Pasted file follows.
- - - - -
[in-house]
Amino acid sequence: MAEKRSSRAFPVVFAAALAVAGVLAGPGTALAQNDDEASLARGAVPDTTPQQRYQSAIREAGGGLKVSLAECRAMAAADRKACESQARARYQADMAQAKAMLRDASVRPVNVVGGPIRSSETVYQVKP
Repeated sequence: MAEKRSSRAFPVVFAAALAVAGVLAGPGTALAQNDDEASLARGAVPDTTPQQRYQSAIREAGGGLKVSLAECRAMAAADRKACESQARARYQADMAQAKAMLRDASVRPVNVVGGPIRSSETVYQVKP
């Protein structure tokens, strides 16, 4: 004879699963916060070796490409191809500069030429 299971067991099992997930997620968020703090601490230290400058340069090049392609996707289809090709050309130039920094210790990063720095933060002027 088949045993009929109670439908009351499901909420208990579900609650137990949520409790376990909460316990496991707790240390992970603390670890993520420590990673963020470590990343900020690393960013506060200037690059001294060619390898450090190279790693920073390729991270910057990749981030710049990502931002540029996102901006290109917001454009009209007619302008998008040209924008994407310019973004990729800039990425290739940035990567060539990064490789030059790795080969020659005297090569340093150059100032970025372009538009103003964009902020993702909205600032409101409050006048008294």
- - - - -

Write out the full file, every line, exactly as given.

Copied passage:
[in-house]
Amino acid sequence: MAEKRSSRAFPVVFAAALAVAGVLAGPGTALAQNDDEASLARGAVPDTTPQQRYQSAIREAGGGLKVSLAECRAMAAADRKACESQARARYQADMAQAKAMLRDASVRPVNVVGGPIRSSETVYQVKP
Repeated sequence: MAEKRSSRAFPVVFAAALAVAGVLAGPGTALAQNDDEASLARGAVPDTTPQQRYQSAIREAGGGLKVSLAECRAMAAADRKACESQARARYQADMAQAKAMLRDASVRPVNVVGGPIRSSETVYQVKP
């Protein structure tokens, strides 16, 4: 004879699963916060070796490409191809500069030429 299971067991099992997930997620968020703090601490230290400058340069090049392609996707289809090709050309130039920094210790990063720095933060002027 088949045993009929109670439908009351499901909420208990579900609650137990949520409790376990909460316990496991707790240390992970603390670890993520420590990673963020470590990343900020690393960013506060200037690059001294060619390898450090190279790693920073390729991270910057990749981030710049990502931002540029996102901006290109917001454009009209007619302008998008040209924008994407310019973004990729800039990425290739940035990567060539990064490789030059790795080969020659005297090569340093150059100032970025372009538009103003964009902020993702909205600032409101409050006048008294």